Å Vestland, Vestland når eg ser deg slik

Med fagre fjell og fjord og tronge vik.

Det stig i all sin venleik stort og vilt

Og atter møter meg so mjukt og mildt.

Og gleda strøymer i meg still og stor

med glans av bjørkeli og blåe fjord

Og i meg sjølv eg kjenner dypter av

den stille skogen og det store hav.

Min lette båt ein solblank kveld eg ror,

sjå fjell og himmel sym på stille fjord

og djupe dalen med sitt grøne fang,

som skin av lauv og blom frå li og vang.

Sjå skuggane som kliv dei kvasse fjell

lik dagsens timar tøyer seg mot kveld

Det sveiper seg om tind og tronge dal

eit draumeslør av sommarnatti sval.

It might seem a startling claim, but I don’t need to have studied any Norwegian to be able to read this. Why? Well, look at the cognates: (obligatory disclaimer: any errors are mine; I have not double-checked the following with a dictionary; that would a) take forever and b) entirely defeat the point of the exercise, which is writing down what immediately comes to mind)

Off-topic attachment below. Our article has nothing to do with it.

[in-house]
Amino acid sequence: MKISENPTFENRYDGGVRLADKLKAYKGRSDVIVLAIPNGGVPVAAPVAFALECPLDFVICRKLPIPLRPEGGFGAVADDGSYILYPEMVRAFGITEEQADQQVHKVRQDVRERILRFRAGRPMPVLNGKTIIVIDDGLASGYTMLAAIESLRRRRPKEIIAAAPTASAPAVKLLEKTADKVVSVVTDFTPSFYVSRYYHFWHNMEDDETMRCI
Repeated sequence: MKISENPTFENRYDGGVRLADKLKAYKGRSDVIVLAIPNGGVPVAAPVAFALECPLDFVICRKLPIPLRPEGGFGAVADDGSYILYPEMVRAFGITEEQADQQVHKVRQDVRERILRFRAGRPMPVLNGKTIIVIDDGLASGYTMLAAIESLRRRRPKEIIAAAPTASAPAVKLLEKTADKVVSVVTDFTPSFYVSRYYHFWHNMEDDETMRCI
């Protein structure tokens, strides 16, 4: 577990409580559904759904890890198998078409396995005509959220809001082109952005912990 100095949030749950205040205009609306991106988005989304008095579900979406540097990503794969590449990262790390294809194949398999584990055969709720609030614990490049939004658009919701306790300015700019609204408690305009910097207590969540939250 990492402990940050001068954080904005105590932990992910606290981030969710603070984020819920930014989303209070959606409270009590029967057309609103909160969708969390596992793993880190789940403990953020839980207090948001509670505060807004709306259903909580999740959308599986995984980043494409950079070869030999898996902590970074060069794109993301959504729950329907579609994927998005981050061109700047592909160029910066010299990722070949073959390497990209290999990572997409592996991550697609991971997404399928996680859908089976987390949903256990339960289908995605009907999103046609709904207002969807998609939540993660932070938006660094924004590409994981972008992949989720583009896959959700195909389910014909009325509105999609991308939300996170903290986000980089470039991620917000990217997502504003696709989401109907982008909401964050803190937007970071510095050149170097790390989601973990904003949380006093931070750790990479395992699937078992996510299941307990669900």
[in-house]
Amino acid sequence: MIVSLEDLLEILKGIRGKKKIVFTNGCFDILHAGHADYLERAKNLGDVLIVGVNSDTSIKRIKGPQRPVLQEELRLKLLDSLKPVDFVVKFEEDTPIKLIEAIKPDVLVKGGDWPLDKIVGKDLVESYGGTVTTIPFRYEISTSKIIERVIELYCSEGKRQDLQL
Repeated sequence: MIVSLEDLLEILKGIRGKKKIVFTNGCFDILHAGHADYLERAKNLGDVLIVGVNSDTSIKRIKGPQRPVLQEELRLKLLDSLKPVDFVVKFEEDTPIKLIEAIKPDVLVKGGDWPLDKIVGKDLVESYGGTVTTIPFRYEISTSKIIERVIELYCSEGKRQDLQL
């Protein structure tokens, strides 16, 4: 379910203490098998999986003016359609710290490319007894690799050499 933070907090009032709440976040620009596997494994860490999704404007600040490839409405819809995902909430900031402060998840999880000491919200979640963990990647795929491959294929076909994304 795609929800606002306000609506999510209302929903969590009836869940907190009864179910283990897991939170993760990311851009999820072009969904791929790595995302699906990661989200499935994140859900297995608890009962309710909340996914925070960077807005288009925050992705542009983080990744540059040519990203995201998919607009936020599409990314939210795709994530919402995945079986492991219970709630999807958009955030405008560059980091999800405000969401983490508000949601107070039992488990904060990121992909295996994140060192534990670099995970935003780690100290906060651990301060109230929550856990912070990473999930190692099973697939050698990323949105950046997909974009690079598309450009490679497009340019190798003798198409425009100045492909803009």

Vestland = West-land (straightforward Old English/modern English; w <=> v are well-known to be interchangeable in related languages; Swedish and Danish only recently introduced “w” into their alphabets; “vestur” = west in modern Icelandic; “vest” in Danish; vestr in Old Norse.)

når = Well, what it immediately reminds me of the Quenya verb for to be (infinitive na / plural nar; there’s also Sindarin naur, which is fire …), but this is not likely to be terribly helpful! So let’s leave it and come back.

eg = I (ek = I in Old Norse; ic in Old English; ik in Gothic; ih in Old High German; ich in Modern German; ég in modern Icelandic; jeg in modern Danish; jag in Swedish)

ser = presumably first person singular form of the verb to see; in Old Norse, the infinitive form of the verb is “sja” (which also appears later in the song), which when conjugated is also “sér”. Danish: “ser”; modern Icelandic: “sé”.